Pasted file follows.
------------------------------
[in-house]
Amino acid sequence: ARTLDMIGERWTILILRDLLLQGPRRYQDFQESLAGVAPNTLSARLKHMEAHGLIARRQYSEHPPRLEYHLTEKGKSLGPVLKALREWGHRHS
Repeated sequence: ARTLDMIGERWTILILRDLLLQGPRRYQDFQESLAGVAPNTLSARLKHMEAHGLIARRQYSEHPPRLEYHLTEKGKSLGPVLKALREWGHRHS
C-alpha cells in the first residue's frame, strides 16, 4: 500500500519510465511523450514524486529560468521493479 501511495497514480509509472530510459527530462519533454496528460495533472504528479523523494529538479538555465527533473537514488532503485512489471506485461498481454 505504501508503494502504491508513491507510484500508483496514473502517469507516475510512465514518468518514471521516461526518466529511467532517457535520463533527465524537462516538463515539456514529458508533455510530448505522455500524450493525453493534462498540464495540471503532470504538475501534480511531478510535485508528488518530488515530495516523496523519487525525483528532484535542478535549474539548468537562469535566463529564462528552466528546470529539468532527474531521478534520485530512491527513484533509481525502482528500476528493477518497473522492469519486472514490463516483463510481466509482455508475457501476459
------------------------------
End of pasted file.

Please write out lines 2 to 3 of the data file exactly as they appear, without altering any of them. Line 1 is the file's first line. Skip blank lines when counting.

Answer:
Amino acid sequence: ARTLDMIGERWTILILRDLLLQGPRRYQDFQESLAGVAPNTLSARLKHMEAHGLIARRQYSEHPPRLEYHLTEKGKSLGPVLKALREWGHRHS
Repeated sequence: ARTLDMIGERWTILILRDLLLQGPRRYQDFQESLAGVAPNTLSARLKHMEAHGLIARRQYSEHPPRLEYHLTEKGKSLGPVLKALREWGHRHS